Author: Patrick Clark
Back doors to your personal data can be found in everything from smart fish tanks to Wi-Fi pineapples.
Three men dressed for business travel in jeans and dress shirts loaded backpacks into the trunk of a black coupe and wound their way through the center of a major European city. When they arrived at their hotel, they unloaded their luggage and waited giddily to pass through the revolving doors. They were checking into the hotel to hack it.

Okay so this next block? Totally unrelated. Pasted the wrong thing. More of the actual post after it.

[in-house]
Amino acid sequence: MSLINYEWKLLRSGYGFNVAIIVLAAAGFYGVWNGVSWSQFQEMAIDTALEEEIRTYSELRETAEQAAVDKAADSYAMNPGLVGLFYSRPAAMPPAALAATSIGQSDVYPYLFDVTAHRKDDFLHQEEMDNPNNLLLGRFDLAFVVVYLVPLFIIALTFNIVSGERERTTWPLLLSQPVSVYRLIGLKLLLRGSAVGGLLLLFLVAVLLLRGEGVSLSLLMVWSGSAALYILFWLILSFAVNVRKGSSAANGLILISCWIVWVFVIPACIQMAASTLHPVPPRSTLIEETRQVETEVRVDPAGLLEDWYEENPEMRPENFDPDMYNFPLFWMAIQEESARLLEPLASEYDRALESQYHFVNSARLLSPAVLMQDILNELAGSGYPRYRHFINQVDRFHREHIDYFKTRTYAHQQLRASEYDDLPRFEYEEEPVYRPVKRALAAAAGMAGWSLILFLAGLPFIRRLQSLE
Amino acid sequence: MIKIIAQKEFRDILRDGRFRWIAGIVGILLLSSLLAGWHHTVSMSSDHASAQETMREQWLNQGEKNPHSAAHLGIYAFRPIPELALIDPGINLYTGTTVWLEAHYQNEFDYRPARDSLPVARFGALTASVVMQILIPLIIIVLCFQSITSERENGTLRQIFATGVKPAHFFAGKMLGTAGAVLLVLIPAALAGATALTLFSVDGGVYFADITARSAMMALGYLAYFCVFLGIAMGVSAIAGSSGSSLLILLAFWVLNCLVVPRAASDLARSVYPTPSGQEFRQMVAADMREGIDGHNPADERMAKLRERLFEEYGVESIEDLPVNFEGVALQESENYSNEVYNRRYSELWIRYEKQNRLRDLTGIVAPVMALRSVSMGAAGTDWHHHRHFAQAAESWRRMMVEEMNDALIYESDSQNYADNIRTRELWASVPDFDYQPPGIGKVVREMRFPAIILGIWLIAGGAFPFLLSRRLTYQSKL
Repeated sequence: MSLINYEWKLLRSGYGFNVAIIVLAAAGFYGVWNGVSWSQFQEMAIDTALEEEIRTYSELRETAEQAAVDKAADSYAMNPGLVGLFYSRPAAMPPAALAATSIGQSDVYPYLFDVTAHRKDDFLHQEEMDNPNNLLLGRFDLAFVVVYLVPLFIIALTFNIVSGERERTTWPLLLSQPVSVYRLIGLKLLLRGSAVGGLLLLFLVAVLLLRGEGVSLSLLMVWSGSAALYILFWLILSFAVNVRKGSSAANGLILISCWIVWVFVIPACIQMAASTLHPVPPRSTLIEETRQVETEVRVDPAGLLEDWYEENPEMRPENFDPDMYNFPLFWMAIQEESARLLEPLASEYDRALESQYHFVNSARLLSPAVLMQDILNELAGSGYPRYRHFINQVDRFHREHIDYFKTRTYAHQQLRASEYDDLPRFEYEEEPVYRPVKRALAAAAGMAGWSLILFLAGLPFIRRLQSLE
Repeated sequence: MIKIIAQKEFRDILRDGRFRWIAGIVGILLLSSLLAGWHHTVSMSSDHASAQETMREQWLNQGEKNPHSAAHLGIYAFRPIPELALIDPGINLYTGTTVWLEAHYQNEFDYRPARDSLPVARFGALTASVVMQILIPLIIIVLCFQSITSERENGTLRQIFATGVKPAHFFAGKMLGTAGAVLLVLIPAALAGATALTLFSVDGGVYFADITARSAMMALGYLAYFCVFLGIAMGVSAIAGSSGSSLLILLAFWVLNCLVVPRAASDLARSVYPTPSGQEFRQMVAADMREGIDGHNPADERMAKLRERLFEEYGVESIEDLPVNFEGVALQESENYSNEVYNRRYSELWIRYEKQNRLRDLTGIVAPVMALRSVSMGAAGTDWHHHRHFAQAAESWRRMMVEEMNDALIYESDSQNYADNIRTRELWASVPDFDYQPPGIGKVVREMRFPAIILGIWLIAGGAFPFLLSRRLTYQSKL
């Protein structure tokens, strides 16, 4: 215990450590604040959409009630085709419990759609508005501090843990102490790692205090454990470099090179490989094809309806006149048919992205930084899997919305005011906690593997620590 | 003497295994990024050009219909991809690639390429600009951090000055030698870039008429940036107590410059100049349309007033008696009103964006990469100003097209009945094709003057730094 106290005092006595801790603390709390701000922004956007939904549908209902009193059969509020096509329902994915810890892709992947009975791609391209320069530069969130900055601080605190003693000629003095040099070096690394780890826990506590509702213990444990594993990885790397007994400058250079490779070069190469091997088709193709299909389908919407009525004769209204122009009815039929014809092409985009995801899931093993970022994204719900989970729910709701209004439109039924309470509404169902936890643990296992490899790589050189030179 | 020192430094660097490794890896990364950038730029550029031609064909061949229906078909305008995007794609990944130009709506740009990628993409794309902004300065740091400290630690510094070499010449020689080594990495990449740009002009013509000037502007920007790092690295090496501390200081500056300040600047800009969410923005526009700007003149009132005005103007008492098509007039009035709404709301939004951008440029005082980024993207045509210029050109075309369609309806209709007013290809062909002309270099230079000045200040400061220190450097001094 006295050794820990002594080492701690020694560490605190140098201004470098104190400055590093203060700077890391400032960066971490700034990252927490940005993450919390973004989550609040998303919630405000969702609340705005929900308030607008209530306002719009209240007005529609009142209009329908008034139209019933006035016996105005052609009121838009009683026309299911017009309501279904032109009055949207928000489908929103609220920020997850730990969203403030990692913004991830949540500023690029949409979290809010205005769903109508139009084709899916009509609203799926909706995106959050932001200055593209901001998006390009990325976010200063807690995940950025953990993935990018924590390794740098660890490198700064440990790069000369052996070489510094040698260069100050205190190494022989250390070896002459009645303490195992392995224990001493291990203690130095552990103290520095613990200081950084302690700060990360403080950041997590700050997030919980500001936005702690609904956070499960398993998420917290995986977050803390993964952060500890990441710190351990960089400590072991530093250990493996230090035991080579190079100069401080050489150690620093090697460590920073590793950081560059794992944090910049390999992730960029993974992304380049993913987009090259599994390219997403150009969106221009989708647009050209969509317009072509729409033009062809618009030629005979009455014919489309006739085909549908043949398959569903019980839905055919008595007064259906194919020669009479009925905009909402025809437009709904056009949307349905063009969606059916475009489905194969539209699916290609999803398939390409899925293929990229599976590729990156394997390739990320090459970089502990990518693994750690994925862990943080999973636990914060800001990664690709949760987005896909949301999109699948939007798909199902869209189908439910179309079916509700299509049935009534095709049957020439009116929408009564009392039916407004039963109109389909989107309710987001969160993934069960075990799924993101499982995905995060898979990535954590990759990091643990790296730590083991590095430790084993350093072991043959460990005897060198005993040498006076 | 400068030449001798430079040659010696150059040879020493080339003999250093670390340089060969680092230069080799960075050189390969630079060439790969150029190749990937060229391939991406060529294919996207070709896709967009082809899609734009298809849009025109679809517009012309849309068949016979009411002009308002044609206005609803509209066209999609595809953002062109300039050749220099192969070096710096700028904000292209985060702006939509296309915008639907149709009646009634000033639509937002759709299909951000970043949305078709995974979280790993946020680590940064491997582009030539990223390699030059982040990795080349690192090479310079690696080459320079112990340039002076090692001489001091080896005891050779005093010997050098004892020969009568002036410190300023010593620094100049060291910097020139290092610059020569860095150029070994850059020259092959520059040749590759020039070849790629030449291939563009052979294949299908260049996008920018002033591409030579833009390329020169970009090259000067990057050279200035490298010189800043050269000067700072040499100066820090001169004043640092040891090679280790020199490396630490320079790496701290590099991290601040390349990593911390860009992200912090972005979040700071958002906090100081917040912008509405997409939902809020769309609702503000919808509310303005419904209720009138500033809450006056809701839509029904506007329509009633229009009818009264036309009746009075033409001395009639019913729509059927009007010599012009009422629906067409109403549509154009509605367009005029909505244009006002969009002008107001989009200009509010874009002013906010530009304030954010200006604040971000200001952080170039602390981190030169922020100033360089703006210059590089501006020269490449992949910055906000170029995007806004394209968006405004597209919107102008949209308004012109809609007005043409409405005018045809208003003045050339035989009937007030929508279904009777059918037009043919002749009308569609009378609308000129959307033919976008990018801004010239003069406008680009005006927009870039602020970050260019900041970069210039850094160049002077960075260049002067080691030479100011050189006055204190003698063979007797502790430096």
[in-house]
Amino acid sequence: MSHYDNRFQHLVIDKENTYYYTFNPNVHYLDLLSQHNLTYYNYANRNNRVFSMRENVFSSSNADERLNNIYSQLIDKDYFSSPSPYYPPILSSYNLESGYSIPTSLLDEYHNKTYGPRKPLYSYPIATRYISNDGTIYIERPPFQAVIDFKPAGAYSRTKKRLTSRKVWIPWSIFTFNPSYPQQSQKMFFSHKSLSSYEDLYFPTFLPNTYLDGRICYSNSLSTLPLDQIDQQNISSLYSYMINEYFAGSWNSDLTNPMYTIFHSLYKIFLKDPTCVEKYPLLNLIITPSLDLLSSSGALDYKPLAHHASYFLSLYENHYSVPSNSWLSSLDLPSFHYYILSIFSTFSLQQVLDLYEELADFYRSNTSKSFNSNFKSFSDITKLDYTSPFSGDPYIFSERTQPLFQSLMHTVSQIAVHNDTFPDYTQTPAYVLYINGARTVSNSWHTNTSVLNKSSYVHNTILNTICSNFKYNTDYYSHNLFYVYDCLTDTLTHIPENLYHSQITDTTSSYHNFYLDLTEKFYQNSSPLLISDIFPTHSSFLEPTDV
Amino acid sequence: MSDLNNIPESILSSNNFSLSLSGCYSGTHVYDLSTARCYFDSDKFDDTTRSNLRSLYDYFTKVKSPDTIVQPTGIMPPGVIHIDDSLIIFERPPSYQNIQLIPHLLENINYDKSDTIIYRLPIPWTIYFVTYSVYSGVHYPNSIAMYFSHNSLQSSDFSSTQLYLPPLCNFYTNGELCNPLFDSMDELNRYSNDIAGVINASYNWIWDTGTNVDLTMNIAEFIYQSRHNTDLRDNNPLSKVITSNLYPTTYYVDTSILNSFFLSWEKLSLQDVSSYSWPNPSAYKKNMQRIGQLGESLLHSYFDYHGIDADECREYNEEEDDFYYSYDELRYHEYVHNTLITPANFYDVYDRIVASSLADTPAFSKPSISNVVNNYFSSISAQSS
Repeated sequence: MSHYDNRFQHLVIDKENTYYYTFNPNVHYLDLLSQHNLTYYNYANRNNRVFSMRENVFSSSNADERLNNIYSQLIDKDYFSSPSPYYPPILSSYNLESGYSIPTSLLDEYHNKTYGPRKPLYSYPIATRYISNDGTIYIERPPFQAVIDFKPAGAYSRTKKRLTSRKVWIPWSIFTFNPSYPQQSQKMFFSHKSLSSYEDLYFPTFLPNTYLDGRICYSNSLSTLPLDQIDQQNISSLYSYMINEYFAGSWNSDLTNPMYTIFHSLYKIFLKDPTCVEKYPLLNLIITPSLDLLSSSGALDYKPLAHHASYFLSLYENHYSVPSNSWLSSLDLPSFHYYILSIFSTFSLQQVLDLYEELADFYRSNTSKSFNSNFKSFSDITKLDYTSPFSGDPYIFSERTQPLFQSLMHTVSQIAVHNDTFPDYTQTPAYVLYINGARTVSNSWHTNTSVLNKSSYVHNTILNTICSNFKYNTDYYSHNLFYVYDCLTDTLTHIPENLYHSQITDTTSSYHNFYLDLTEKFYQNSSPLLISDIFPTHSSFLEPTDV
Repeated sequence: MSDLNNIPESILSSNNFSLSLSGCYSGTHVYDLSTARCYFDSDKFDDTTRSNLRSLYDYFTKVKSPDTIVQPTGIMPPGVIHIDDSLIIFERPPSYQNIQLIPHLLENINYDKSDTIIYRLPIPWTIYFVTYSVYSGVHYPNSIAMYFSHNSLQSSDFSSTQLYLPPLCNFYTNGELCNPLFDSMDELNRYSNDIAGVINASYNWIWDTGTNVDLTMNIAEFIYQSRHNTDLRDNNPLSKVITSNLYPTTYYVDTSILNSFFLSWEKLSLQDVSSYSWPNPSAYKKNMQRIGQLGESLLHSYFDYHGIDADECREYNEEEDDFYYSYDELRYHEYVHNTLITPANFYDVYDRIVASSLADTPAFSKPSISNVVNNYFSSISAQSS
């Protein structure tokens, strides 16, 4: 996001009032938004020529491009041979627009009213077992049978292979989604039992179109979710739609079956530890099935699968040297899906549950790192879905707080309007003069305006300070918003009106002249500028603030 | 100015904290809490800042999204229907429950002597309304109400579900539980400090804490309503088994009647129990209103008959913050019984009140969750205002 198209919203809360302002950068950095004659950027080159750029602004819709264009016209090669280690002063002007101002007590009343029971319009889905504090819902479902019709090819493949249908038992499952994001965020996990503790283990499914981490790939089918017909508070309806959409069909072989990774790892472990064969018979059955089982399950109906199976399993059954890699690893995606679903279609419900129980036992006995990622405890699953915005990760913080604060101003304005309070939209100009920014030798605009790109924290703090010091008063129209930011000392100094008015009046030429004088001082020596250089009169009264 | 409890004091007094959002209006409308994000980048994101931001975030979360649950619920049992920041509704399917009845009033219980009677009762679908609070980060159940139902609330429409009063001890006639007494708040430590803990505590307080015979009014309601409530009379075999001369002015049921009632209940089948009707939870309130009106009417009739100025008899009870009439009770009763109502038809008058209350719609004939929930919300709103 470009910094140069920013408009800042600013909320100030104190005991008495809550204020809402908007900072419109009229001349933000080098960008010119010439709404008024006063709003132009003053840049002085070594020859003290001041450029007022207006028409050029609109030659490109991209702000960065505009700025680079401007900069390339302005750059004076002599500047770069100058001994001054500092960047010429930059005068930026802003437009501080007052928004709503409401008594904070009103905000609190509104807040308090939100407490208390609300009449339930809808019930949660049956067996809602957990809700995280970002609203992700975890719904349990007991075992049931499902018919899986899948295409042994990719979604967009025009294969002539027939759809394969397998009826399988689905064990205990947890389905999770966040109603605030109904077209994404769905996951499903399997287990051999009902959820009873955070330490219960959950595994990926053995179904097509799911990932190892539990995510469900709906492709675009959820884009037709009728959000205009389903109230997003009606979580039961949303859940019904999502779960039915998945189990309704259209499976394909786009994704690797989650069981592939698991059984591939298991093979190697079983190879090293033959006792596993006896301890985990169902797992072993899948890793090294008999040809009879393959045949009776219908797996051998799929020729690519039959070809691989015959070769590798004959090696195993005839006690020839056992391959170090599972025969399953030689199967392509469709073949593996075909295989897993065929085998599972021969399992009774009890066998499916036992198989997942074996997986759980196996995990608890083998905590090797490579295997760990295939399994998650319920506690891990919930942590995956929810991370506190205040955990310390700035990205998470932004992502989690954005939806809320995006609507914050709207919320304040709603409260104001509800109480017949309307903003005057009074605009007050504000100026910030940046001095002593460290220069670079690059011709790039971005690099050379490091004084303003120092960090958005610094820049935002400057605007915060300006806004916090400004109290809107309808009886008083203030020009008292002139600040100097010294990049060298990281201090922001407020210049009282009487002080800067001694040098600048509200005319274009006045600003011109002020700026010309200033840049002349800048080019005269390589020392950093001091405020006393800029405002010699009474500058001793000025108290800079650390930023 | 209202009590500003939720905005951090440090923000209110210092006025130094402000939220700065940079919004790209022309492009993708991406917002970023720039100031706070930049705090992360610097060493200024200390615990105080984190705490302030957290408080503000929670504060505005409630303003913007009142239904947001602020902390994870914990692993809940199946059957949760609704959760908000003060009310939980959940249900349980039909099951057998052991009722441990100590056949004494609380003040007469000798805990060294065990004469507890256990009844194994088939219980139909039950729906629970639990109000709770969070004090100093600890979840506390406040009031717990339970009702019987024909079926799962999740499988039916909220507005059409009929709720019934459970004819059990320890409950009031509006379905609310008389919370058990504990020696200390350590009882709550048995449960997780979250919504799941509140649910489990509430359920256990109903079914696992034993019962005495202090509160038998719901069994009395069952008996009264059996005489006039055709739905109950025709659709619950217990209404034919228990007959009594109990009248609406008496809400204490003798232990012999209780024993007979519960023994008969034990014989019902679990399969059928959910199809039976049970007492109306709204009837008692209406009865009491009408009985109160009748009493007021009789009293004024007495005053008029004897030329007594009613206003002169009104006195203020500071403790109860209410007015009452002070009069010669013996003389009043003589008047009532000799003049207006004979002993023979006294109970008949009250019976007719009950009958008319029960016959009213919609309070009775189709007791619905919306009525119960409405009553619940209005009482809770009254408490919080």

Hackers target financial institutions because that’s where the money is, and they target retail chains because that’s where people spend the money. Hotels might be a less obvious target, but they’re hacked almost as often because of the valuable data that passes through them, like credit cards and trade secrets. Thieves have targeted electronic door locks to burgle rooms and used malware attacks to log credit card swipes in real time. They’ve even used Wi-Fi to hijack hotels’ internal networks in search of corporate data. Just about all of the industry’s major players have reported breaches, including Hilton Worldwide Holdings, InterContinental Hotels Group, and Hyatt Hotels.
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